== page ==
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May 23

May 23, 2000

These comments are addressed to parts (2) and (3) of proposed rule 37 CFR

1.703 and part (12) and (13) of proposed rule 37 CFR 1.704.

Parts (2) and (3) of proposed rule 37 CFR 1.703 refer to the filing

date of a reply. ("reply under 1.111 was filed", "a reply in compliance with

1.113 was filed"). 37 CFR 1.8 provides that "correspondence required to be

filed in the Patent and Trademark Office within a set period of time will be

considered as being timely filed if the procedure described in this section

is followed." It is understood that it may take several days for the Patent

Office to receive mail sent with a Section 1.8 certificate of mailing and it

may take several more days for the Patent Office to enter a date of filing

into the computer. On May 22, 2000, I spoke to Robert A. Clarke, who

informed me that the date of filing is the date that the Patent Office

receives the paper and enters this information into the computer. Mr. Clarke

stated that responses should be filed by Express Mail or by facsimile in

order to obtain an earlier date of filing.

37 CFR 1.10 provides that any correspondence sent by US Express Mail

Post Office to Addressee will be considered filed in the Office on the date

of deposit with the US Postal Service. If this date of deposit cannot be

determined, the correspondence will be accorded the Office receipt date as

the filing date and reference is made to 37 CFR 1.6 (a). 37 CFR 1.6(a)

states that correspondence received in the Patent and Trademark Office is

stamped with the date of receipt. This rule does not state that the date of

receipt is the filing date.

Although 37 CFR 1.703 does not explicitly require that responses to

Office Actions be sent by Express Mail it implicitly requires this. If a

response is sent by facsimile, telephone calls to the Patent Office are

required to ensure that a "complete transmission" is received (37 CFR 1.6

(d)) resulting in additional work and expense. The use of Express Mail will

result in additional burdens and expense to applicants. Applicants and their

representatives will be required to wait on line at U.S. Post Offices to

obtain a date stamped receipt of Express Mail. Although Express Mail boxes

are available, applicants and their representatives must then monitor return

of the Express Mail receipt and be prepared to submit affidavits if the

Express Mail receipt is not returned.

Furthermore, in many locations, the U.S. Post Offices close before 6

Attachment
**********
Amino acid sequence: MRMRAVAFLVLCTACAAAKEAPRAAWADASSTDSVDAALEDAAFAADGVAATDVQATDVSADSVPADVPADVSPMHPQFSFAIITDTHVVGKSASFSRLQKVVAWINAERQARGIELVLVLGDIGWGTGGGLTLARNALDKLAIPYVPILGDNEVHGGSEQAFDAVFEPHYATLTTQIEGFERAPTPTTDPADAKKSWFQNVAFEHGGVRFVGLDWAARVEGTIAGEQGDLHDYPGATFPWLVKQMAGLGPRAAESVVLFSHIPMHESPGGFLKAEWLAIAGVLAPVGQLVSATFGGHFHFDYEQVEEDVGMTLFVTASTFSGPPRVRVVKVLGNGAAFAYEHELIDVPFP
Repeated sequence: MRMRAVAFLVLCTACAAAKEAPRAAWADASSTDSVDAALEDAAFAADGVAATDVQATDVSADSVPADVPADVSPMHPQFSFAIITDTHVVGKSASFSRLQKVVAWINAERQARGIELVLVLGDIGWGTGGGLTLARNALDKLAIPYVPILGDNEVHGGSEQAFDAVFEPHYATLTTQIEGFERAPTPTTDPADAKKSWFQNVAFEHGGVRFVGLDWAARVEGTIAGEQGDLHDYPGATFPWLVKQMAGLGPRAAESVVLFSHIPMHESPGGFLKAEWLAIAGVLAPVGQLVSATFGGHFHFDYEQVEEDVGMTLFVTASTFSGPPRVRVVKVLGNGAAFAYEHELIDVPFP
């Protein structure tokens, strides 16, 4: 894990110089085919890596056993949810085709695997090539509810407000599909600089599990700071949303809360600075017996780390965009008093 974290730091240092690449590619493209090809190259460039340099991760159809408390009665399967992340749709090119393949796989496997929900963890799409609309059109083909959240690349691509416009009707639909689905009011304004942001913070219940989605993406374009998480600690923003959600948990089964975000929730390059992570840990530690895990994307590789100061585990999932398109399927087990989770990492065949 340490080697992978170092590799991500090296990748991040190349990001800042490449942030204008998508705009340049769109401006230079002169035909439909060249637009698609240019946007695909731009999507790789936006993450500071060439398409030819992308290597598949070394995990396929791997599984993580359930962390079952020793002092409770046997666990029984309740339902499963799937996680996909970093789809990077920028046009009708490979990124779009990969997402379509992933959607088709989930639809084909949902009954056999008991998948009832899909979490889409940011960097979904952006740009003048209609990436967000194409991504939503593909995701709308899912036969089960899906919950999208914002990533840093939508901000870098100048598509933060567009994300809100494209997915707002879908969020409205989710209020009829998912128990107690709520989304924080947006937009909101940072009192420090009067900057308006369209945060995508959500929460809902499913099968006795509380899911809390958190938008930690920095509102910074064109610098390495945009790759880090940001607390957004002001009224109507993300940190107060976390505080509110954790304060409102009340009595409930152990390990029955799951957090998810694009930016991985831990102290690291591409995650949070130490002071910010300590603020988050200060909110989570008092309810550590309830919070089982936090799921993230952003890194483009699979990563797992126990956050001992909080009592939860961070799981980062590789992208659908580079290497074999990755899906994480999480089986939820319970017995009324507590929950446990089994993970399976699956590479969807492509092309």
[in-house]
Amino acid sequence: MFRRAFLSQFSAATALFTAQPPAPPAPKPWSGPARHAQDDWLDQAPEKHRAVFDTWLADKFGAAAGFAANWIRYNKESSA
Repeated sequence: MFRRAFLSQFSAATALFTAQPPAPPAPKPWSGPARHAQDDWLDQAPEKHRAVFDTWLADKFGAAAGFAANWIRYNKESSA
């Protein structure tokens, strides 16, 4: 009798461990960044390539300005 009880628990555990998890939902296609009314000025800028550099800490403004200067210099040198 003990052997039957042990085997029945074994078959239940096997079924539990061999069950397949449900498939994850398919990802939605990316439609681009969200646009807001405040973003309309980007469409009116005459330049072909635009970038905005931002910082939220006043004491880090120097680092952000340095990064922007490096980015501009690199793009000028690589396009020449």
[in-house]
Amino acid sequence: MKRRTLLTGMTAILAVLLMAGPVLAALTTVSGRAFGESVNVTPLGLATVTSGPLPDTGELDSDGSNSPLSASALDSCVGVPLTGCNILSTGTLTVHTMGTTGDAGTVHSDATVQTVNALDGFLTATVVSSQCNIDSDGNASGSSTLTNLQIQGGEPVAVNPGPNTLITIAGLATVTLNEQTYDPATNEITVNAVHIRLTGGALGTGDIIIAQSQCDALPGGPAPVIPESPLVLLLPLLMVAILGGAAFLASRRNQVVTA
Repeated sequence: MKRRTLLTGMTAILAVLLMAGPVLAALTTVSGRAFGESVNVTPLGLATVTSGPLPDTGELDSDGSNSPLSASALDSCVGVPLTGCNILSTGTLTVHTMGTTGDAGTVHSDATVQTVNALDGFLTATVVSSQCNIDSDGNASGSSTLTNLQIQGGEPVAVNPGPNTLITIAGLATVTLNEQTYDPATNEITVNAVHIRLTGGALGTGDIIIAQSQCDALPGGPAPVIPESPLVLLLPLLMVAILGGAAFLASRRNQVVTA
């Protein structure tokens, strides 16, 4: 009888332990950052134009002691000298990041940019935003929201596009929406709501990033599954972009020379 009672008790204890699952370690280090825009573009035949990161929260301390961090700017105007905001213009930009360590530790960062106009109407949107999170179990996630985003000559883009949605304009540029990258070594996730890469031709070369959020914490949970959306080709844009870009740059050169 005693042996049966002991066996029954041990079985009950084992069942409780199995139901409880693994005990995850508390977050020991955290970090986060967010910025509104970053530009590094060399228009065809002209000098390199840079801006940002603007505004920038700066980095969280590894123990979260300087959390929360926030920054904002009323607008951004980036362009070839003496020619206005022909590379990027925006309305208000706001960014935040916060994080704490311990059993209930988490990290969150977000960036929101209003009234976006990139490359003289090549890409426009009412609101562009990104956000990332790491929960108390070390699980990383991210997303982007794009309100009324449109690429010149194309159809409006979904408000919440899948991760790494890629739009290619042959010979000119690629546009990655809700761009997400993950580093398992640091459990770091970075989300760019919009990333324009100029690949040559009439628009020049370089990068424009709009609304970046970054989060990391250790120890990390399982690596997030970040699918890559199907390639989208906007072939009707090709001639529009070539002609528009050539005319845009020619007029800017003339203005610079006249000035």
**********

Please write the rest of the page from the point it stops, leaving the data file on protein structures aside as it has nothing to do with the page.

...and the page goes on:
p.m. leaving the applicants and their representatives with no satisfactory

way to obtain a date stamped receipt. As applicants and their

representatives will be under increased pressure to file responses within

the three month term set in Office Actions this will result in responses

that are not ready to be brought to a U.S. Post Office by 6 p.m. or earlier.

Most papers mailed by first class mail are received by the Patent Office

within a week of deposit with the US Postal Service. Use of first class

mail and a certificate of mailing under 37 CFR 1.8 will not delay an

Examiner from acting on an application and will eliminate the burden of

having to mail responses by Express Mail. The rules can be revised to

provide that the period of four months for an Examiner to issue an action or

notice of allowance is four months plus the number of days from the date the

response was mailed by first class mail and the date the paper is received

by the Patent Office.

The next point is the submission of a supplemental reply (37 CFR 1.704 (c)


In some cases, the filing of supplemental replies advance

prosecution of an application and may result in the issuance of a Notice of

Allowance rather than another Office Action. This will reduce the amount of

work that has to be done by an Examiner. It is foreseeable that a situation

will arise that a response is filed at the end of the 3 month term and after

review of the response it is determined that if a supplemental response is

filed prosecution may be advanced. The applicant or its representative may

refrain from filing the supplemental response because of the provisions of

37 CFR 1.704 (c) (12) which could result in a reduction of the patent term.

It is suggested that the proposed rule be revised so that the filing of a

supplemental response within 1 month of the response will not reduce the

number of days of the patent term. This will advance prosecution of the

application and will not increase the burden on the patent examiner.

Janet Cord,Esq.
Ladas & Parry
26 West 61st Street
New York, NY 10023
212-708-1800 (p)
United States Patent and Trademark Office
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Last Modified: 9/16/2009 12:14:52 PM